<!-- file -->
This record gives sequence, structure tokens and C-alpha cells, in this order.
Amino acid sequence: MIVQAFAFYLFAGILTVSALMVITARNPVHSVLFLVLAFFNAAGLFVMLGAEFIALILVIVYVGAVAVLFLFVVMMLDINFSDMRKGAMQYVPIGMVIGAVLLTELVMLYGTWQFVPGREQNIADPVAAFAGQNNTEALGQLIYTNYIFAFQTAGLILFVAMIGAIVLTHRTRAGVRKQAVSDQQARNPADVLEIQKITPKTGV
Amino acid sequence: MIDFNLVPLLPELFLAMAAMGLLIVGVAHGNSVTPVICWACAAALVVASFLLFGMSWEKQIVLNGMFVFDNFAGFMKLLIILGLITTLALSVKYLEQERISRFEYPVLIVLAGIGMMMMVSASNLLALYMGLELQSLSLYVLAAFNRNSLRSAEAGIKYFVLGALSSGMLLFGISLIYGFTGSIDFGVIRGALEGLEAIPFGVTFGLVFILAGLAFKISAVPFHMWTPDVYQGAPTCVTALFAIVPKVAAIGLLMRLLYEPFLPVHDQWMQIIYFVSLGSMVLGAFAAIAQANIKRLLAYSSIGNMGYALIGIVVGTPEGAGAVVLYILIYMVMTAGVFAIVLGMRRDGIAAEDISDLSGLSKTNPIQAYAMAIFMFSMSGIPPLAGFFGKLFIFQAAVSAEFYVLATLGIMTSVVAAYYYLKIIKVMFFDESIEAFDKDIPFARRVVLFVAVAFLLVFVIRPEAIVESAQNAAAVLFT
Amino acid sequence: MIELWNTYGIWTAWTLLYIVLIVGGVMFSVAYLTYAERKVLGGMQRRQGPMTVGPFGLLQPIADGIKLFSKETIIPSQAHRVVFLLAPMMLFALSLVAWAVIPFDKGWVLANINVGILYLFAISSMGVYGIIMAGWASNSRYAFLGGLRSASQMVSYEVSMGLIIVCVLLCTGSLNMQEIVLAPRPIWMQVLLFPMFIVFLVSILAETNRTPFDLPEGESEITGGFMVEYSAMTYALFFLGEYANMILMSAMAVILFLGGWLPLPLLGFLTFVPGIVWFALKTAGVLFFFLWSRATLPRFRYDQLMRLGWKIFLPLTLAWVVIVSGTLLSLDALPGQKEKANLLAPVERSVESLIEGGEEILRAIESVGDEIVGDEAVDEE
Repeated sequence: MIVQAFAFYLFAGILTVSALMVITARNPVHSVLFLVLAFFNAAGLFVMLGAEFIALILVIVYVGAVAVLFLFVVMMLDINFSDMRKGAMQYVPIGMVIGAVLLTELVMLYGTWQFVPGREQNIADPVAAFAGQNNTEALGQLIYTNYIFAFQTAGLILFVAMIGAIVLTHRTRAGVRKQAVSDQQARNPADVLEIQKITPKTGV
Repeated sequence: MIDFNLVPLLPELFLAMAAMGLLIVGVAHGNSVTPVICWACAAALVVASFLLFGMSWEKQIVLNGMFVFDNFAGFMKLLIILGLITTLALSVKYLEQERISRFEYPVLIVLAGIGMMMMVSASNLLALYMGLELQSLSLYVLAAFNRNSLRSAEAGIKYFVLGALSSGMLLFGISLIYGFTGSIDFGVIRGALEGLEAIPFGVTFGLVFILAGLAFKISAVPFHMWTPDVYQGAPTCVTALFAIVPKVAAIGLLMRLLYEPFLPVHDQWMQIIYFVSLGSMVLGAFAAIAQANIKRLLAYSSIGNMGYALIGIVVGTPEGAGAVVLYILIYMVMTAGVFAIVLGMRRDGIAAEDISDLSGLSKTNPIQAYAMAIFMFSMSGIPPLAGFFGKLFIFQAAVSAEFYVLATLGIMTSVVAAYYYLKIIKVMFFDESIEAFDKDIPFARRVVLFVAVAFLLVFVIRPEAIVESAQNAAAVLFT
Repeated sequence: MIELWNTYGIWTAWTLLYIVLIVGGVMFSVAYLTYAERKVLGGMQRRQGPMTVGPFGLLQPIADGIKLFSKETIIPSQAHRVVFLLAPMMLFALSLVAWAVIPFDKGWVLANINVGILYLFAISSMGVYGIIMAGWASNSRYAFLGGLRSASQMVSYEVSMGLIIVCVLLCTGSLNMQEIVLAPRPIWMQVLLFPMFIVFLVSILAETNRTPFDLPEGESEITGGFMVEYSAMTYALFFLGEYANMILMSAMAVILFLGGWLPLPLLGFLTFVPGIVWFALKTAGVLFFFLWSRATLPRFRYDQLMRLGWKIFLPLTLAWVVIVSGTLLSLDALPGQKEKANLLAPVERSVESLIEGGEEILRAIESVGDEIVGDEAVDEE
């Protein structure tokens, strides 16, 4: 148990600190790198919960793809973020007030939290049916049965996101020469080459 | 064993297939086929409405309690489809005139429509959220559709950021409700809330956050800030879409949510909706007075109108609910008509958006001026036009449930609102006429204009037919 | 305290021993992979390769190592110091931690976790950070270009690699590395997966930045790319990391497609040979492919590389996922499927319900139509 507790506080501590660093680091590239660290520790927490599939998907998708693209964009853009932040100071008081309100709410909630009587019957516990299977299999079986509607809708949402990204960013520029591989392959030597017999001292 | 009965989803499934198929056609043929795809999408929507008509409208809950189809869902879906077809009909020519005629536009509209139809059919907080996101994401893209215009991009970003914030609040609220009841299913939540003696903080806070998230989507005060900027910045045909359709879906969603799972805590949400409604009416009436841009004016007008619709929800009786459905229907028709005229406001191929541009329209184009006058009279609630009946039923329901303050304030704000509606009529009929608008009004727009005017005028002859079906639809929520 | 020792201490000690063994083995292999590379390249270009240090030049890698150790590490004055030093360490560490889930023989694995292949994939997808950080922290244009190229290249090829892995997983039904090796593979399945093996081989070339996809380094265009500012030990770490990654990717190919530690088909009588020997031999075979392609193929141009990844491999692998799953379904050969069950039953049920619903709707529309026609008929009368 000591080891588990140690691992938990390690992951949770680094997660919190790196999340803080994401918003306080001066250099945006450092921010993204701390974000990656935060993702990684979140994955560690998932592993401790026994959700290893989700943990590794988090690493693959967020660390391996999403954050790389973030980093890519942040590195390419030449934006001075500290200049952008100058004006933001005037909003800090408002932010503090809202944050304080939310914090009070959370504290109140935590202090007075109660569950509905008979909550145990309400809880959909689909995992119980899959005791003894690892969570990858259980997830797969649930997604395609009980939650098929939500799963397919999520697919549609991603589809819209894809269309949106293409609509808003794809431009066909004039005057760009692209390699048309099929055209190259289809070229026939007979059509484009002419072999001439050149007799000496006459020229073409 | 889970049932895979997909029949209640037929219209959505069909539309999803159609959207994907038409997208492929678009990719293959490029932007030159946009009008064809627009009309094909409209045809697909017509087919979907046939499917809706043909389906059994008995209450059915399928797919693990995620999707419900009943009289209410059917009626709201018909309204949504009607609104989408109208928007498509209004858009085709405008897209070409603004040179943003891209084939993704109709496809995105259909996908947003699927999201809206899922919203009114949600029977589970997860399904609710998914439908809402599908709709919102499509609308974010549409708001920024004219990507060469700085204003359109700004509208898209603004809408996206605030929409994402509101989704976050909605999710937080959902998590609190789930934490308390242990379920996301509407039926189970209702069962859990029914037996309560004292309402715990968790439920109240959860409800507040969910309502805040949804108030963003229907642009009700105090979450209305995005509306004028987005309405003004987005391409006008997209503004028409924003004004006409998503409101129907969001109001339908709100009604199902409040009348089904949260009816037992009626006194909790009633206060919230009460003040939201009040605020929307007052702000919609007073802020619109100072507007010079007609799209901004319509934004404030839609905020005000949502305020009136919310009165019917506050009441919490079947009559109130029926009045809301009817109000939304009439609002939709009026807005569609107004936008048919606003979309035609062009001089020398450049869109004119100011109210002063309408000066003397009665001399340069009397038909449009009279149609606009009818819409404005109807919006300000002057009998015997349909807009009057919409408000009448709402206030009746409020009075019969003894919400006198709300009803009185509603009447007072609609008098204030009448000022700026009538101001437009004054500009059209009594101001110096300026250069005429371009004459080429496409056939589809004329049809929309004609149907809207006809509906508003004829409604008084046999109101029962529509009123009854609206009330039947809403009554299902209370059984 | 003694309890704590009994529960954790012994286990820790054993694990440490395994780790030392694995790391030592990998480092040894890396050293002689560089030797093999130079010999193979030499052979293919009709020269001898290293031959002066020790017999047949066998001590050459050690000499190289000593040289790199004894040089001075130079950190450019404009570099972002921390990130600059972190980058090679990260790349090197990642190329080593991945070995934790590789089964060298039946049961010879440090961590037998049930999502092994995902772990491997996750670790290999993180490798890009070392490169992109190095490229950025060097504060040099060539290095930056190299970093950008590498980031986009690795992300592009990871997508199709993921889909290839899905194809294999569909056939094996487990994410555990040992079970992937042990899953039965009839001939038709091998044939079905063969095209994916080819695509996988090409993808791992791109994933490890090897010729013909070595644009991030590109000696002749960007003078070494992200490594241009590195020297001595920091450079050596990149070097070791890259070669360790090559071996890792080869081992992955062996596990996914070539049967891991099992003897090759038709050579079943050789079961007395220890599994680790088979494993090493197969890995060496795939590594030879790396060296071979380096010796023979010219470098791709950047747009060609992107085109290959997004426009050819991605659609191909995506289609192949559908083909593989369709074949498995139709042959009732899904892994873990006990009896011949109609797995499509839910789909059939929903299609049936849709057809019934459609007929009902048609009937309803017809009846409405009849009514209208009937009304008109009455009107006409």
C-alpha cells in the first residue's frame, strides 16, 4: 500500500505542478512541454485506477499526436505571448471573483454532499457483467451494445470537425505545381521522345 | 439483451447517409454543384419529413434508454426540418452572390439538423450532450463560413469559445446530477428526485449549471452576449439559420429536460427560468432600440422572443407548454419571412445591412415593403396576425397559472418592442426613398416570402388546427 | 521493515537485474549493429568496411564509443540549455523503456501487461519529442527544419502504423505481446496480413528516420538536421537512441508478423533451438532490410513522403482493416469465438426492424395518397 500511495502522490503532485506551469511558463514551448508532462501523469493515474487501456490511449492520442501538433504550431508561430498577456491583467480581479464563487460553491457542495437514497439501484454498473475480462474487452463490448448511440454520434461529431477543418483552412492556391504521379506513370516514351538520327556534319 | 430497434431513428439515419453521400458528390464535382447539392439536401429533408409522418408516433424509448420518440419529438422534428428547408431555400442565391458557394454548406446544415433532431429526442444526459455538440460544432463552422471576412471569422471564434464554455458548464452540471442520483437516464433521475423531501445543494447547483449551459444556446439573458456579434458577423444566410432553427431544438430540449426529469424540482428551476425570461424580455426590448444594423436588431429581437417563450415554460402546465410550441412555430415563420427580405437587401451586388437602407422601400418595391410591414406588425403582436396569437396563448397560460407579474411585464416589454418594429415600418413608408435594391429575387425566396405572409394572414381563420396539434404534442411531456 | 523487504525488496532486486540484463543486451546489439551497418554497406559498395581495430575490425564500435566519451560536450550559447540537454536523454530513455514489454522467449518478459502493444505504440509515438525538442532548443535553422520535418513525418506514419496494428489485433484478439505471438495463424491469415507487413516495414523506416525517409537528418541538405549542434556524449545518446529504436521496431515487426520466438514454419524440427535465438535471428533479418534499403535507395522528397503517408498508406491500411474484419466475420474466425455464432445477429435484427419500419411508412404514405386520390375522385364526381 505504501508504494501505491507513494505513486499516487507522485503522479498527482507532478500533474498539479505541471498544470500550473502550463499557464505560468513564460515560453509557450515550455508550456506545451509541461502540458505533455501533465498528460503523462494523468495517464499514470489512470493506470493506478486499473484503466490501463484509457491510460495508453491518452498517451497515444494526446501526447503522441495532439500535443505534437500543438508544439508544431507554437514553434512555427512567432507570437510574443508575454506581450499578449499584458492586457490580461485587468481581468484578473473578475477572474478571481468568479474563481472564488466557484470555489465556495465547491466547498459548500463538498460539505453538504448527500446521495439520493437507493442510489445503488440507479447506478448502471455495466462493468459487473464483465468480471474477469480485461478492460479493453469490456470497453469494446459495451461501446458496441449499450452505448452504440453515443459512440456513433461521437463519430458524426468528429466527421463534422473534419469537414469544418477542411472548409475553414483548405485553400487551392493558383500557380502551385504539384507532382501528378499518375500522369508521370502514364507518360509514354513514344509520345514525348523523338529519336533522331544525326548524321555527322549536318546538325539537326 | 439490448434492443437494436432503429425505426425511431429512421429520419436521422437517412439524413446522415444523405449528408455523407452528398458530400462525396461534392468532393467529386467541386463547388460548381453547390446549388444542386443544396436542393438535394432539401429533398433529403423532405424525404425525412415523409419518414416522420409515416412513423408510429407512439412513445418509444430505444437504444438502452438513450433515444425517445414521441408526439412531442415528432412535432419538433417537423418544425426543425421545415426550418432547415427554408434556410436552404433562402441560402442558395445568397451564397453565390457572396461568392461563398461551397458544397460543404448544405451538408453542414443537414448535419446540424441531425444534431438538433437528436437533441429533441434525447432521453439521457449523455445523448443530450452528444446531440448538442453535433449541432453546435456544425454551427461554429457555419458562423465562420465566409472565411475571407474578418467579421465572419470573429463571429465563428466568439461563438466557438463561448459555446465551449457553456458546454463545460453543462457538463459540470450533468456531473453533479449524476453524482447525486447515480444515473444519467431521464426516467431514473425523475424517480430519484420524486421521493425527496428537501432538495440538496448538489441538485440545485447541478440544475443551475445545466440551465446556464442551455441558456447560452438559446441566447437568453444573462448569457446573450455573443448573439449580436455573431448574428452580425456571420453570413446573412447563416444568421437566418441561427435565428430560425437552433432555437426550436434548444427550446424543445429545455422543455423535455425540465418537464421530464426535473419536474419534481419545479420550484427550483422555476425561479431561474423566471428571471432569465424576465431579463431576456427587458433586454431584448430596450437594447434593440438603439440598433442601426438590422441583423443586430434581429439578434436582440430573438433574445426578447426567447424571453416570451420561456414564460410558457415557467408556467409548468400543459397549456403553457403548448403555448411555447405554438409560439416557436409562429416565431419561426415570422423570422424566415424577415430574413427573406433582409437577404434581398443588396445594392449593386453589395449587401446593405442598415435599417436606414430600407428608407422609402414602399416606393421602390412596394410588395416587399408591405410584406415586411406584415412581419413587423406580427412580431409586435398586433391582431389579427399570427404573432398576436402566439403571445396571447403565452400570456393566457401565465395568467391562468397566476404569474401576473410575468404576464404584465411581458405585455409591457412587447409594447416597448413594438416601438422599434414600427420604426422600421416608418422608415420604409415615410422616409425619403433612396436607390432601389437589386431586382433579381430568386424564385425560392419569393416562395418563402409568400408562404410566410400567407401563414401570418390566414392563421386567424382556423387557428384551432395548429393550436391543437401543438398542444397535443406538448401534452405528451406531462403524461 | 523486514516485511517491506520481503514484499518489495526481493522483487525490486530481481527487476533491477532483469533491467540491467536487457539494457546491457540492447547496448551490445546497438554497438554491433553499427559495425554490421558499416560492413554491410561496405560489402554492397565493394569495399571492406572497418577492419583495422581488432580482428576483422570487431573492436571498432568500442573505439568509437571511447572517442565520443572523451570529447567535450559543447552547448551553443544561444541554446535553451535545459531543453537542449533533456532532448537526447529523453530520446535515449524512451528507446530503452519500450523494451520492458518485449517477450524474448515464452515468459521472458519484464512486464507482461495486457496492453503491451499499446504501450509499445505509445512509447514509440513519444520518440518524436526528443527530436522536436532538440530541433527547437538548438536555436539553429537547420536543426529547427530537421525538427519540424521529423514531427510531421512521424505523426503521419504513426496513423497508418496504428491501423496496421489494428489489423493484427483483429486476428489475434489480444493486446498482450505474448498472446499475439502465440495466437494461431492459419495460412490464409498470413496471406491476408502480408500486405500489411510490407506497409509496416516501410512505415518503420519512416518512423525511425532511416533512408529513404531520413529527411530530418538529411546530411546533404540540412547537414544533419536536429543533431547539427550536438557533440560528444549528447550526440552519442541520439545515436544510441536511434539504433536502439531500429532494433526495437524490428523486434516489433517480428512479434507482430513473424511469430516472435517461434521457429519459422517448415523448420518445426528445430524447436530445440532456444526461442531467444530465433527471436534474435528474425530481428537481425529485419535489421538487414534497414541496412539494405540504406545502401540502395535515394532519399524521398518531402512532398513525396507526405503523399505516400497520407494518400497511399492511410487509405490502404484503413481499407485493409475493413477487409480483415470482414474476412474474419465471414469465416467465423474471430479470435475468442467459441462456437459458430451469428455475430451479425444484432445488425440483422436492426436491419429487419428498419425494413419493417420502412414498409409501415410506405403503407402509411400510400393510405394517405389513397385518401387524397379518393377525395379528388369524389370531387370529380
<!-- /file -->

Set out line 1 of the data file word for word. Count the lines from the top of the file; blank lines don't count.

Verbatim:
This record gives sequence, structure tokens and C-alpha cells, in this order.